In contrast to the internal continuous matrix of water-free PLGA microspheres (Fig. 2d–f), SEM images revealed the poly-nuclear nature of aqueous core microcapsules (Fig. 2a–c). The formation of multi-cores (poly-nuclear) rather than a single core (mono-nuclear) is probably attributed to two reasons: (i) the rigid nature of PLGA polymers (i.e., glass transition temperature (T g) is around 48°C) would slow down its migration to the periphery during acetone evaporation, leading to local precipitation around water droplets entrapped into several cores. Similar findings were observed in previous studies using polymers with comparable T g values (i.e., poly(methyl methacrylate) and poly(isobutyl methacrylate) polymers). (ii) The volume of acetone used here was just enough to dissolve PLGA polymers in the presence of water molecules. Hence, the evaporation of the first parts of acetone induces fast local precipitation of PLGA polymers with no time to allow polymer migration to the interface (9).

DSC thermal analysis was also utilized to confirm the incorporation of water into microcapsules (Fig. 4). The DSC thermogram of PLGA polymer exhibits a typical sharp endothermic band at 48°C indicative of the relaxation peak following the glass transition temperature (T g) of this polymer (trait a) (21). Interestingly, the DSC thermogram of the corresponding aqueous core-PLGA shell microcapsules exhibits downward shift of this endothermic band to ca. 39°C as shown in trait b. Such downward shift resulted mainly from the presence of water molecules, which acts as a plasticizer leading to a decrease in the T g (21, 22, 23). Moreover, the incorporation of water molecules into these microparticles was also confirmed by the emergence of another endothermic band centered at ca. 90°C relevant to the evaporation of water molecules (17,21,24,25). On the other hand, this evaporation band is absent in the DSC thermogram of PLGA microspheres with only one broad endothermic band centered at ca. 48°C related to the T g of the polymer (trait c). In contrast to the sharp endothermic T g-related bands observed in the DSC thermograms of PLGA polymers and microcapsules, the broadness of T g band for microspheres is presumably attributed to the heterogeneous exposure of PLGA polymers to heat (i.e., embedded into matrices or exposed at surface).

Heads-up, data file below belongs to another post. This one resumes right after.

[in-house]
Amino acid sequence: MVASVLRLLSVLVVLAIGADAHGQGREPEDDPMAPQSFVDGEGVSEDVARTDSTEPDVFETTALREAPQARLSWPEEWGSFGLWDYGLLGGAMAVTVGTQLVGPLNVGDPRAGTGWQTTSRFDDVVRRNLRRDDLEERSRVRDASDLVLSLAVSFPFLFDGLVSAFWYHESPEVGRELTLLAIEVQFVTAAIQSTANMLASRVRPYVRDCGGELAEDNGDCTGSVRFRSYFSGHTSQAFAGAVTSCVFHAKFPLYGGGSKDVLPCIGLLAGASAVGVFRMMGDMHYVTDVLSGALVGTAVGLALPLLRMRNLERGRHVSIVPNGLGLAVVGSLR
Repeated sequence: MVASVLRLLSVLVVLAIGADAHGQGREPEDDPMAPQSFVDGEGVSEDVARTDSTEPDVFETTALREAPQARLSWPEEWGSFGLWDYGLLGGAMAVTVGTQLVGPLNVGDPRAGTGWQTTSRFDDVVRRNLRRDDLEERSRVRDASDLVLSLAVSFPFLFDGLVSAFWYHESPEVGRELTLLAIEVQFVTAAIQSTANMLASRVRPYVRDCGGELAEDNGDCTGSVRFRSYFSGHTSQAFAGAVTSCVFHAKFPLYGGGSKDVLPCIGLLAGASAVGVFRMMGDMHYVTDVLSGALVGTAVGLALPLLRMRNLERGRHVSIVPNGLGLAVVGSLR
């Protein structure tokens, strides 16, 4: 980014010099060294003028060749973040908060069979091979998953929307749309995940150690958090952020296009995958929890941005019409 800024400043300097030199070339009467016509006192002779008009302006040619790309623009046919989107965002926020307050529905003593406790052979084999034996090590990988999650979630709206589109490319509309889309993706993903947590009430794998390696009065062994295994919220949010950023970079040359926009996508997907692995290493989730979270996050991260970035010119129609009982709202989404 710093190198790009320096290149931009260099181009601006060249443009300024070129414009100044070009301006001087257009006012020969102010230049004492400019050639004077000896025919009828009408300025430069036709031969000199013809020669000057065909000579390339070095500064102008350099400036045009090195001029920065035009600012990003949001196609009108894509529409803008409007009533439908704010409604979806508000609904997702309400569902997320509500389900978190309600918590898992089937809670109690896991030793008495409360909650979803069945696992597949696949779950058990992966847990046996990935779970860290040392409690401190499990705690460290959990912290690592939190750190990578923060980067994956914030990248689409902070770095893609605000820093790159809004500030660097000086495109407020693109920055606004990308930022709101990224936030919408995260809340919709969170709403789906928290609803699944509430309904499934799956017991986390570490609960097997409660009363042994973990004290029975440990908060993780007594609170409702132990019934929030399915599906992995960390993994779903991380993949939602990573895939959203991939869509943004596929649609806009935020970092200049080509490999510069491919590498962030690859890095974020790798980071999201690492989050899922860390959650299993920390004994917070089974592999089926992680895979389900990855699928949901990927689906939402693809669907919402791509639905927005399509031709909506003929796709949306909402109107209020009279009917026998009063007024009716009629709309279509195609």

Both types of PLGA microparticles were loaded with risedronate sodium model drug and compared in terms of drug loading (Fig. 6) and release profiles (Fig. 7). Risedronate sodium is a water-soluble drug, so it was chosen here as a model drug because it is more challenging for drug incorporation and release into hydrophobic PLGA particles. In fact, PLGA particles prepared by conventional methods such as emulsion evaporation and interfacial deposition methods are more appropriate for water-insoluble drugs but suffer from low encapsulation of water-soluble drugs (5). Hence, the presented protocol shows an alternative simple approach to prepare PLGA particles with higher incorporation of water soluble drugs via core-shell structure.

As shown in Fig. 6, the encapsulation efficiency of water-soluble risedronate sodium was significantly higher in microcapsules as compared to that in microspheres (2.5-folds), which is in agreement with the formation of internal aqueous cores inside the hydrophobic PLGA matrix. The presence of water in the internal phase enhances drug retention into microcapsules and reduces leaching of the drug out to the external phase during preparation leading to higher incorporation.